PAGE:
This post will touch a little bit on the mechanism used for references, and then a few thoughts on how document-orientation relates to OO.

Now – if you, like me, are into OO and normalized object models – the weirdness begins….. or maybe not?! (actually, I am not sure yet :))

In an OO world (and in a normalized RDB world as well), you reference stuff, thus reducing the amount of redundant information as much as possible. E.g. the names of countries should not be put in a column in your address table, each country should have a row in the countries table, and then be referenced by a countryId in the address table.

In a document-oriented world, you generally embed objects instead of referencing them. This is done for performance reasons, and because there’s no way to join stuff – which means that a stored ID/foreign key merely remains free for the client to manually use in additional queries.

When you do need to actually reference another document, use DBRef to create a reference, supplying the collection and the ID as arguments. E.g. like so:

This way, the reference is represented in a consistent manner which may – or may not – be picked up by the driver you are using. The C# driver can create DBRefs and follow them, but you don’t get to join stuff – you still need an extra query.

Embedding objects may seem a little clunky at first, but actually this plays nicely with some common OO concepts – take aggregation, for example: a blog post has an array of comments, each of which makes no sense without an aggregating post – i.e. comments live and die with their post. That’s an obvious sign that comments should be embedded in the post. So, instead of:

– you should do this:

Actually this makes me think about the concept of an aggregate root in DDD: an aggregate root “owns” the data beneath it, and is responsible for maintaining its own integrity. If you were to delete an aggregate root, all the data beneath it would dissappear.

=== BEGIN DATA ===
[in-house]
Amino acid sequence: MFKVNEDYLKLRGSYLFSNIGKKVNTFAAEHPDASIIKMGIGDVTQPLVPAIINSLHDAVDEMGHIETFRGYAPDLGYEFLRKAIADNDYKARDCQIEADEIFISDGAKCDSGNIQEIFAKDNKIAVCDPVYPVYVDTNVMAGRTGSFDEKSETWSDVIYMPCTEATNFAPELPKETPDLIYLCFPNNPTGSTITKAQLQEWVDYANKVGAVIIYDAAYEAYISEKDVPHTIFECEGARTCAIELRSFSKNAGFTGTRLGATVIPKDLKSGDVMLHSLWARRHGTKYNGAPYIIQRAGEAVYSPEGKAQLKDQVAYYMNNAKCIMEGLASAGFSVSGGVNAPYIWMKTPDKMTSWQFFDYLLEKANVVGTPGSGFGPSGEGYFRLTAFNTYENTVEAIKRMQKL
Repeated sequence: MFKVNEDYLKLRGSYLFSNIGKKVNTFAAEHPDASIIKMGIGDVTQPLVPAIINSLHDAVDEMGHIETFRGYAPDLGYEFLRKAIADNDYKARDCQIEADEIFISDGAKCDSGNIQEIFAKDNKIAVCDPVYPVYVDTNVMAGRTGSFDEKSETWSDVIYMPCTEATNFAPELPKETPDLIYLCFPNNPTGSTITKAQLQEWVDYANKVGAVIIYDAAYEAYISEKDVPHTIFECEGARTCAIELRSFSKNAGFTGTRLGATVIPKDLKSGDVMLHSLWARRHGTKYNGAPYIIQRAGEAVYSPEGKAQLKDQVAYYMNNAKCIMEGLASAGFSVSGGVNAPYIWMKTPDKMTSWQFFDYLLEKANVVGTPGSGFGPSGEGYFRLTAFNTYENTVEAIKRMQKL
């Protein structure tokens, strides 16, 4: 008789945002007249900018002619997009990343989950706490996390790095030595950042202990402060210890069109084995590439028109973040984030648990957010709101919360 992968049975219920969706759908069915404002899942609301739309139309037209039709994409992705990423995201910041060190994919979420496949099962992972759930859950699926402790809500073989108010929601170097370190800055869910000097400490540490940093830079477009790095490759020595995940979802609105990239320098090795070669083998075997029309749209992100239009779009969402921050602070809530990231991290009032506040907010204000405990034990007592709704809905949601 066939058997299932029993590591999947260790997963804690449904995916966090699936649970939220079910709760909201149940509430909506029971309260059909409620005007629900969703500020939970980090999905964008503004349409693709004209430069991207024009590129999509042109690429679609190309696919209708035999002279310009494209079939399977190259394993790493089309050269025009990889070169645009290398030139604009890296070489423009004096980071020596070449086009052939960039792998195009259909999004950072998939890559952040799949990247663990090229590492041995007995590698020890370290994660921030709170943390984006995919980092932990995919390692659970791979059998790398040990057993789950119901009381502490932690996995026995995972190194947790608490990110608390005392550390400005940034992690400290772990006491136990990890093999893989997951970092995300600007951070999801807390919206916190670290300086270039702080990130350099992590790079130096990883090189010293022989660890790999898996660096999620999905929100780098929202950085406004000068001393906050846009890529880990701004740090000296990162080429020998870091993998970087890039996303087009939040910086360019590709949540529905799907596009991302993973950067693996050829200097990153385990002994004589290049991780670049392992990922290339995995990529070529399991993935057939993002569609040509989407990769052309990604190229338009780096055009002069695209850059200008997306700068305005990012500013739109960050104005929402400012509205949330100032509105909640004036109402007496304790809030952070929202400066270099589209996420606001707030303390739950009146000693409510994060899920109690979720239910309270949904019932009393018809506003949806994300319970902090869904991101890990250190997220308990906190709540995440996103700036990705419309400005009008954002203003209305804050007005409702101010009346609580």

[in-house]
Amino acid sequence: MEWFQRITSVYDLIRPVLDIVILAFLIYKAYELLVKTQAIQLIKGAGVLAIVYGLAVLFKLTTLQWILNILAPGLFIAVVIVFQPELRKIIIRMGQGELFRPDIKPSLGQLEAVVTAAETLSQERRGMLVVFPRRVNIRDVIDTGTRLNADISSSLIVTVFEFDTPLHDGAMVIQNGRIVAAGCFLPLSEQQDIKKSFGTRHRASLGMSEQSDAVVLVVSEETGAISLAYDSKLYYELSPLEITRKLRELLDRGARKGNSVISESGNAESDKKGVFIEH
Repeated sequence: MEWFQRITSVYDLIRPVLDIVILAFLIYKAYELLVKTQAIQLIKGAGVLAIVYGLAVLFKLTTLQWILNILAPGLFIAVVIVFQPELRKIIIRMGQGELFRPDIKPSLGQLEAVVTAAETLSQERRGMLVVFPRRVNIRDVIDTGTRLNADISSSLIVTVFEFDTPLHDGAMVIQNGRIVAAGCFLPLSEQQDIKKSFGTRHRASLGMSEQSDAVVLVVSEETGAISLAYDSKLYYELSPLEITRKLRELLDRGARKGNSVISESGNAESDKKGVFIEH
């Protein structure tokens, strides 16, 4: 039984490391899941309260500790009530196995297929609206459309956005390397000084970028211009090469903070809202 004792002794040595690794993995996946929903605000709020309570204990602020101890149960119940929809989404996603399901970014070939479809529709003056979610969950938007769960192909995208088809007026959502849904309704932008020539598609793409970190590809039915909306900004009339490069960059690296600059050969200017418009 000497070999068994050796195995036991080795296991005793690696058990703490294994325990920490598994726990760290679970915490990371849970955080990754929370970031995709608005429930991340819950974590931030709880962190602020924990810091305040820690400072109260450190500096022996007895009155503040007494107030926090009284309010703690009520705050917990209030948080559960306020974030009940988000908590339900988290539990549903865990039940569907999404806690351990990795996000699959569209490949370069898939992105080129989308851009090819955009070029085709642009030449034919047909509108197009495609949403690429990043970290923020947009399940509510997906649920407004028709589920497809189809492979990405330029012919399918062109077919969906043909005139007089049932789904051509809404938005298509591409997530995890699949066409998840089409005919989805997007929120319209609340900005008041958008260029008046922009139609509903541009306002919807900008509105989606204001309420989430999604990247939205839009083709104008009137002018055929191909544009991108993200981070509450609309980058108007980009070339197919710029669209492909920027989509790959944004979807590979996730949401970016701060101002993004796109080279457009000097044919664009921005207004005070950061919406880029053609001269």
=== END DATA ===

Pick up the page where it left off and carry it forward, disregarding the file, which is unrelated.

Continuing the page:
This also fits kind of nicely with the fact that there’s no database transactions in MongoDB – i.e. there’s no way to issue multiple statements and have them rolled back in case of an error – there’s only documents, and either a document gets inserted/updated/deleted, or it doesn’t. So obviously, the document is the unit of atomicity, which fits (sort of nicely) with the aggregate root and its responsibility of keeping itself internally consistent.

Conclusion

The observations stated here pretty much make a document an aggregate root in the DDD sense – especially since only documents get an _id. There’s no obvious way to reference a particular comment inside the second post shown above.

If MongoDB’s performance is up to the task, data should probably be aggregated as much as possible into large documents. MongoDB’s limit is 4 MB per document, but I am unsure of how large documents should be before you should consider splitting them.

Maybe I am thinking too much about these things? Maybe I should just try and build something and see where my document modeling goes? Suggestions and comments are welcome 🙂

More checking out MongoDB: References

One thought on “More checking out MongoDB: References

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